3,700-year-old Babylonian tablet ‘solved’, revealing true birth of trigonometry

Mathematicians everywhere will be enthralled by the recent decoding of this 3,700-year-old tablet, which experts at the University of New South Wales, Australia (UNSW), have discovered to be the world’s oldest trigonometric table. Lovers of Ancient Greece, in the meantime, will be dismayed to realise that trigonometry, hitherto attributed to the Greeks, actually emerged 1,500 years prior to their society, in Babylonia.

The clay tablet which started it all (now there’s a sentence you never thought you’d read) is known as Plimpton 332, was uncovered by explorer Edgar Banks in southern Iraq almost 100 years ago. Sold to collector George Plimpton in 1945 for $10 (£8), its fate was far from sealed, and it’s confounded mathematicians ever since…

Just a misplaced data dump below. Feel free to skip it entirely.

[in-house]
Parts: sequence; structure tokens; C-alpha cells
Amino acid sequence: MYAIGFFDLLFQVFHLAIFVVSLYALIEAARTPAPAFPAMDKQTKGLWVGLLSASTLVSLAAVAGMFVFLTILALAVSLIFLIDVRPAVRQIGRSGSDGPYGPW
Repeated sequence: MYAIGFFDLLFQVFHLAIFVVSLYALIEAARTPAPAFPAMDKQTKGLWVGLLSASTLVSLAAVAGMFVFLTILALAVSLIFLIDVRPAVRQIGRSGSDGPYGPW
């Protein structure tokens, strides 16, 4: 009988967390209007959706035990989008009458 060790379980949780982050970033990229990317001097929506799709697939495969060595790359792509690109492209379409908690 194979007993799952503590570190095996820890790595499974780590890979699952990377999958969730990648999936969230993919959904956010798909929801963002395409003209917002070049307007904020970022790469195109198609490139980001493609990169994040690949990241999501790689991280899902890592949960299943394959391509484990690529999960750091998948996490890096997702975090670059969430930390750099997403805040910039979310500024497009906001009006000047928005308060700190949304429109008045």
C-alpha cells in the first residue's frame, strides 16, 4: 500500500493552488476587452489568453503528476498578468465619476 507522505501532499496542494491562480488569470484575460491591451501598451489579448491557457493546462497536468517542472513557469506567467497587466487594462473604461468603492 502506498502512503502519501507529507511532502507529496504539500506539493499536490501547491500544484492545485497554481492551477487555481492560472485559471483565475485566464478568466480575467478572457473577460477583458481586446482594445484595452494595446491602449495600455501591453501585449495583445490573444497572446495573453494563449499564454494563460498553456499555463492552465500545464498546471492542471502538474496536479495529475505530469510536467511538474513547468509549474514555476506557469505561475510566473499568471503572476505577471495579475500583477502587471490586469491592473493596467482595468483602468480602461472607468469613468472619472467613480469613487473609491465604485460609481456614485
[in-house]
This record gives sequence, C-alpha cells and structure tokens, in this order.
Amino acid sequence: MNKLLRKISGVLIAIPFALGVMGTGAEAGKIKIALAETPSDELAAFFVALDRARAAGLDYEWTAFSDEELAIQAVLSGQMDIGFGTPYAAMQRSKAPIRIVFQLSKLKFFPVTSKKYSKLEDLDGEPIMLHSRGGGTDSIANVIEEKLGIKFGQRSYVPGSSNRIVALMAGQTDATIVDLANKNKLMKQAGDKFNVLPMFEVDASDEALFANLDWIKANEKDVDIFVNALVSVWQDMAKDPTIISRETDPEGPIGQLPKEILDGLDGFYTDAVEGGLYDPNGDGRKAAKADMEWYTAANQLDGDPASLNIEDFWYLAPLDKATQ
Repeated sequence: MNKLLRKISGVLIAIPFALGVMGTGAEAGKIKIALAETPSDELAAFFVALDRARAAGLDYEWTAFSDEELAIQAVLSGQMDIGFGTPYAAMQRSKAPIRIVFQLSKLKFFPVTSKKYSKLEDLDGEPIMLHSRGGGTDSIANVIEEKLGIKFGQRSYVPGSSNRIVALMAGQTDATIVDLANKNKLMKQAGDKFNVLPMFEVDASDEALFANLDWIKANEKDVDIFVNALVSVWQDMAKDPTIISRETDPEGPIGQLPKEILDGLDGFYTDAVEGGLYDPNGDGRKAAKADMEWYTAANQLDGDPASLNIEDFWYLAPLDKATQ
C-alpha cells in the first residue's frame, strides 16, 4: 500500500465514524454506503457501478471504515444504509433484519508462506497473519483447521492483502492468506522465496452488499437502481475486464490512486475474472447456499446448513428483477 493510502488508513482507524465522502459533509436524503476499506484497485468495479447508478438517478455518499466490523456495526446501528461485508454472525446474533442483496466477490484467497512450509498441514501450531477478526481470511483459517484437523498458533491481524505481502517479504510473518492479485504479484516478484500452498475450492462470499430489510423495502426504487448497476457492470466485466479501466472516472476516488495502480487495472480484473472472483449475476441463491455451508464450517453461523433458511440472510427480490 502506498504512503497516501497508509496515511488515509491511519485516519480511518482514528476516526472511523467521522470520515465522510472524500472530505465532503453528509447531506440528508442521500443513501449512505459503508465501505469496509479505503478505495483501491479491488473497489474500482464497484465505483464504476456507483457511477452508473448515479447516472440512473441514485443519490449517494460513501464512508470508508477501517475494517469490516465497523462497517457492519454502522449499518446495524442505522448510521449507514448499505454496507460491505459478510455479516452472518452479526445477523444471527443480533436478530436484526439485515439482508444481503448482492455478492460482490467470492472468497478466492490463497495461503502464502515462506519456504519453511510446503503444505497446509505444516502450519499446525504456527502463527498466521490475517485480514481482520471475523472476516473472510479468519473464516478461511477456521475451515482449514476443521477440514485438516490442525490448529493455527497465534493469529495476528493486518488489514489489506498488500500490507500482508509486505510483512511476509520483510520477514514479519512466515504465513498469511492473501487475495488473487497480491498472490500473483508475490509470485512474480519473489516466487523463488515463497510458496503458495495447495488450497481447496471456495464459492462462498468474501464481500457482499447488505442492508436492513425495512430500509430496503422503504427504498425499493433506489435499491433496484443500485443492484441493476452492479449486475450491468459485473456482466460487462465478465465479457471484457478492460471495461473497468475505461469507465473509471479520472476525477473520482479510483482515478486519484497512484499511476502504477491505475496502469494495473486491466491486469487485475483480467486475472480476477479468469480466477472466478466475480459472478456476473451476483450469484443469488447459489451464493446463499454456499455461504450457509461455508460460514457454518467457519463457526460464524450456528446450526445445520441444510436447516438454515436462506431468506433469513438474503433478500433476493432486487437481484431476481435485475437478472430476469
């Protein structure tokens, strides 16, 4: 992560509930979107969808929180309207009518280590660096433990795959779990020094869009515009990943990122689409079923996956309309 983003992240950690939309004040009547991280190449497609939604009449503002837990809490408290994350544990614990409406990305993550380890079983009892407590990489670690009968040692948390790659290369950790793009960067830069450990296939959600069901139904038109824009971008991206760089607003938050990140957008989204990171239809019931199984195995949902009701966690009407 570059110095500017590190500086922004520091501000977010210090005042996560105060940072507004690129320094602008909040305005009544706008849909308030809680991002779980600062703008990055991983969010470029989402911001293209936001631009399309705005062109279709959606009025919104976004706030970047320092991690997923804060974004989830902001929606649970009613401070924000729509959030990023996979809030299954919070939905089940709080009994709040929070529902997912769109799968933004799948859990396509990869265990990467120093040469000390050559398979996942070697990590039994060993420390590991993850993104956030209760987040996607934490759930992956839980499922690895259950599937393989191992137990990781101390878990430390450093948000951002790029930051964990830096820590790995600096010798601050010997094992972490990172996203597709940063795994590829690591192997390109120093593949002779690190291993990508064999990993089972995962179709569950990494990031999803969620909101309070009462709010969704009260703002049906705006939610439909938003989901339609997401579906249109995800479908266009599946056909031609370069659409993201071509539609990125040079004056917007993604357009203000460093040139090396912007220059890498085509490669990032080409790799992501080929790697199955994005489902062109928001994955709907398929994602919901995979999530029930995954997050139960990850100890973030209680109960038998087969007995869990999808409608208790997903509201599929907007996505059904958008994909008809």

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Until now. The tablet, it has been discovered, proffers the world’s oldest trigonometric table, describing the shape of right-angle triangles based on ratios, as opposed to angles and circles, which is the conventional method. Experts believe the tablet would most likely have been used by ancient architects to construct buildings in Babylonia.

The tablet’s accuracy is pretty much unparalleled, due to the Babylonian way of approaching arithmetic; Babylonian maths uses a base of 60 – a sexagesimal system, for those in the know – as opposed to the 10 used in modern mathematics. Sixty being, of course, far easier to divide by three. Which means that the calculations are generally more accurate. Dr Daniel Mansfield of the School of Mathematics and Statistics at UNSW attested to this benefit. “The tablet not only contains the world’s oldest trigonometric table,” he said, “it is also the only completely accurate trigonometric table, because of the very different Babylonian approach to arithmetic and geometry.”

The tablet isn’t just a relic of a bygone era – to be confined to the recesses of the British Museum – either. Whilst, Dr Mansfield relays with more than a hint of dismay, “Babylonian mathematics may have been out of fashion for more than 3000 years”, the trigonometric table in question could have applications in modern industries like surveying, education, and computer graphics.

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